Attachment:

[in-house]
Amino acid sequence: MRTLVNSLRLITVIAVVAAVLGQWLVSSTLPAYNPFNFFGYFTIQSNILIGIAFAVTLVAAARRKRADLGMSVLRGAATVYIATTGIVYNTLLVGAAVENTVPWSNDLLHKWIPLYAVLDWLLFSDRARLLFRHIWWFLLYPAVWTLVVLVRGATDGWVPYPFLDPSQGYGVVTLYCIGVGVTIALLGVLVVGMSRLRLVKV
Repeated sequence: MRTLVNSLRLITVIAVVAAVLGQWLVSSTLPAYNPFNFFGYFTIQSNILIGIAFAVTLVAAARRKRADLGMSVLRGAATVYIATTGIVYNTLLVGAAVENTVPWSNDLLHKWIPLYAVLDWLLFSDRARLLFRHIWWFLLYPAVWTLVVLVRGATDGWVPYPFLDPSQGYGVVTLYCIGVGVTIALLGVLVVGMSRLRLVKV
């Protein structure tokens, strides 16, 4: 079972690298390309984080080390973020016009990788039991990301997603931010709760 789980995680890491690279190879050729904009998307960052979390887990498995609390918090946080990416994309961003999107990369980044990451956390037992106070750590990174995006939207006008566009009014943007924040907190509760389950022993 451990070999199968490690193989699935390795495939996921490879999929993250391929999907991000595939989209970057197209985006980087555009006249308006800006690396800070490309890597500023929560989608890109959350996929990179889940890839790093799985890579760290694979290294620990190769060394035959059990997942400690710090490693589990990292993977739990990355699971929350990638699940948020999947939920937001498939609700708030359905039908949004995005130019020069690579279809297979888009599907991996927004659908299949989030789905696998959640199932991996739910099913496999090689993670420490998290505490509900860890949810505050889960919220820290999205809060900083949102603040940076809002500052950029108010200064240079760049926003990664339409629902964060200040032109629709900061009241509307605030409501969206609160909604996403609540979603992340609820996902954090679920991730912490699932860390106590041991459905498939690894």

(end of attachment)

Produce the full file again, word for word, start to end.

[in-house]
Amino acid sequence: MRTLVNSLRLITVIAVVAAVLGQWLVSSTLPAYNPFNFFGYFTIQSNILIGIAFAVTLVAAARRKRADLGMSVLRGAATVYIATTGIVYNTLLVGAAVENTVPWSNDLLHKWIPLYAVLDWLLFSDRARLLFRHIWWFLLYPAVWTLVVLVRGATDGWVPYPFLDPSQGYGVVTLYCIGVGVTIALLGVLVVGMSRLRLVKV
Repeated sequence: MRTLVNSLRLITVIAVVAAVLGQWLVSSTLPAYNPFNFFGYFTIQSNILIGIAFAVTLVAAARRKRADLGMSVLRGAATVYIATTGIVYNTLLVGAAVENTVPWSNDLLHKWIPLYAVLDWLLFSDRARLLFRHIWWFLLYPAVWTLVVLVRGATDGWVPYPFLDPSQGYGVVTLYCIGVGVTIALLGVLVVGMSRLRLVKV
């Protein structure tokens, strides 16, 4: 079972690298390309984080080390973020016009990788039991990301997603931010709760 789980995680890491690279190879050729904009998307960052979390887990498995609390918090946080990416994309961003999107990369980044990451956390037992106070750590990174995006939207006008566009009014943007924040907190509760389950022993 451990070999199968490690193989699935390795495939996921490879999929993250391929999907991000595939989209970057197209985006980087555009006249308006800006690396800070490309890597500023929560989608890109959350996929990179889940890839790093799985890579760290694979290294620990190769060394035959059990997942400690710090490693589990990292993977739990990355699971929350990638699940948020999947939920937001498939609700708030359905039908949004995005130019020069690579279809297979888009599907991996927004659908299949989030789905696998959640199932991996739910099913496999090689993670420490998290505490509900860890949810505050889960919220820290999205809060900083949102603040940076809002500052950029108010200064240079760049926003990664339409629902964060200040032109629709900061009241509307605030409501969206609160909604996403609540979603992340609820996902954090679920991730912490699932860390106590041991459905498939690894």